Media: All about ... The Edinburgh TV Festival

TV would do well to follow adland's lead in ideas creation.

After a couple of brutal years, the mood at 2010's Edinburgh International TV Festival was more upbeat. This year, blind panic was not, thankfully, granted a delegate pass. If the sky really is still falling in on the broadcasting industry, it's a Sky that's Murdoch-shaped, and that's only if Mark Thompson's MacTaggart lecture is to be taken at face value.

So, amid the feelgood sessions that sought to remind attendees of the powerful cultural heritage of TV (the soaptastic 50 years of Corrie or 25 years of EastEnders), topics such as 3D, gaming, on-demand and branded content showed an industry keen to meet the fundamental structural changes head-on.

A session entitled The Trouble With Ideas was illustrative of this more practical, outward-facing feel to the Festival programme. It sought to scrutinise the stresses and strains placed on resource-strapped indies as they look to secure that elusive commission.

Misguided, factory-line approaches to idea creation; a lack of rigour and insight driving the creative process; enforced and unpaid responses to insubstantial briefs; the desire to innovate, undermined by the demand for me-too solutions - don't these sound like the topics of any ad conference you might attend? Well, for once, these moans and groans were emanating from the mouths of TV execs.

Speakers from other sections of the creative industry - advertising, media, design and arts - were invited to offer perspectives on approaching idea creation in their own fields, while also offering solutions to a theoretical programming brief set by Sky's head of entertainment, Duncan Gray.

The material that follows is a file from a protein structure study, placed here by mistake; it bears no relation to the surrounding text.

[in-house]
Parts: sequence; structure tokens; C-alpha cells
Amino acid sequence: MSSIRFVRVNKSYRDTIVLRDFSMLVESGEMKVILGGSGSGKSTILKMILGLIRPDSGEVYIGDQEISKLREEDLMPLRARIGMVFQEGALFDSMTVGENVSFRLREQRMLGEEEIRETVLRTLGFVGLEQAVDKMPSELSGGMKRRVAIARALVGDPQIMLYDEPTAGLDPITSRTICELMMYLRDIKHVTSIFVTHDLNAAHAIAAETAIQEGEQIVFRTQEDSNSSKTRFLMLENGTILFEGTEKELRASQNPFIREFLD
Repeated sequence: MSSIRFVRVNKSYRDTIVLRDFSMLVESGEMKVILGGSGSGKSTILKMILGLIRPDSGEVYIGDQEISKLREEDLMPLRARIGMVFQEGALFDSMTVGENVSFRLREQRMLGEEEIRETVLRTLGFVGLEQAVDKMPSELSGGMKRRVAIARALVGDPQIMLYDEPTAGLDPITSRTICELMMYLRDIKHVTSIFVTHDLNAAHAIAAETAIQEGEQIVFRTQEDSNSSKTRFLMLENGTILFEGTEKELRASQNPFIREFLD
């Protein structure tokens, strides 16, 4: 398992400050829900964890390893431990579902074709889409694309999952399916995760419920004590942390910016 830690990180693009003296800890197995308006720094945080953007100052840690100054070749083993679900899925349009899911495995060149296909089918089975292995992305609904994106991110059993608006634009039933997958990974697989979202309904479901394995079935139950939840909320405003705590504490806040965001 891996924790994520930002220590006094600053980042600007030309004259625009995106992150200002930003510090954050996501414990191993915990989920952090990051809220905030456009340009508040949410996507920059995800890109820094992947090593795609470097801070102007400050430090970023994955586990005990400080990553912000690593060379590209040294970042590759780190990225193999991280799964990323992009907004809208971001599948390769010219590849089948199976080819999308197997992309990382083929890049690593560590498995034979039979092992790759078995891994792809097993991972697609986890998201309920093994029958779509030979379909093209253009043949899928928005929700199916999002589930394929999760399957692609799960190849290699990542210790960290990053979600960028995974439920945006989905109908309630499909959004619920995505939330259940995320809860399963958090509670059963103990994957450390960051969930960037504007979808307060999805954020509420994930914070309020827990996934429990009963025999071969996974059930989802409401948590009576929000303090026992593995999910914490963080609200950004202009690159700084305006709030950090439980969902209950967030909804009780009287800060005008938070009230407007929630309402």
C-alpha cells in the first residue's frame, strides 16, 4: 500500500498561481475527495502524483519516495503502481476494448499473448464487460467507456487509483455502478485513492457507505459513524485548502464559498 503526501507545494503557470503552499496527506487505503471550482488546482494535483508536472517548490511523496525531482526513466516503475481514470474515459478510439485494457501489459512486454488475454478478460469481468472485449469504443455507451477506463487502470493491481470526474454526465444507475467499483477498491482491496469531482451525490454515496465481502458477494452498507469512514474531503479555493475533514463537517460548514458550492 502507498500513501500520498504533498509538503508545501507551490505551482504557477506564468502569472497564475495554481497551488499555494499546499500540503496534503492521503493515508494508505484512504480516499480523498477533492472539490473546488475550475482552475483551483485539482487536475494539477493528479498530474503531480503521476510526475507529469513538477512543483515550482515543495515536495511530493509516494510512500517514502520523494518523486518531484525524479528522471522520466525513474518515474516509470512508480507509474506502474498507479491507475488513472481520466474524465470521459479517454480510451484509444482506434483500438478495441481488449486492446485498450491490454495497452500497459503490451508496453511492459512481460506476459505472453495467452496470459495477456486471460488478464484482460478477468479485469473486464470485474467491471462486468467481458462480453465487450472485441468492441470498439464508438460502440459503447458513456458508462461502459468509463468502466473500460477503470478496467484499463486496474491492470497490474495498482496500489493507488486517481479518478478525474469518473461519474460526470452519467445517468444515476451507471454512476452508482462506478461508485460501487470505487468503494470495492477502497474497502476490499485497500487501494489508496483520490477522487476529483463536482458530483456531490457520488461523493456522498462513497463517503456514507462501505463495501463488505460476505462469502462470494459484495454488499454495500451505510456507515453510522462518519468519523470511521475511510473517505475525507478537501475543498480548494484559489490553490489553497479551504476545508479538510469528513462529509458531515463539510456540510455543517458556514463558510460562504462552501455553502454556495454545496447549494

The session was significant for the contrasts and similarities it highlighted between two creative industries that have always been co-dependent - television and advertising - but whose futures are becoming directly entwined.

What's apparent is that the working dynamics of producers and commissioners are not best placed to deliver mould-breaking ideas. Commissioning departments too often issue programming briefs without any clear sense of objective, while innovation loses out to safer programming ideas that will protect share. Similarly, producers, desperate to feed the machine in a tough market, feel forced to fall back on derivative ideas that tread lines of least resistance.

The time and resource that the ad industry invests to understand its audiences stood in stark contrast to that employed by television makers. While agencies will leave not one stone unturned on the basis of uncovering some new creative insight into consumer behavior, television ideas are rarely subjected to the same strategic stress-testing.

As a result, the panelists argued, innovation through technological trends is too often absent from the DNA of programme ideas despite the growing proliferation of devices and platforms.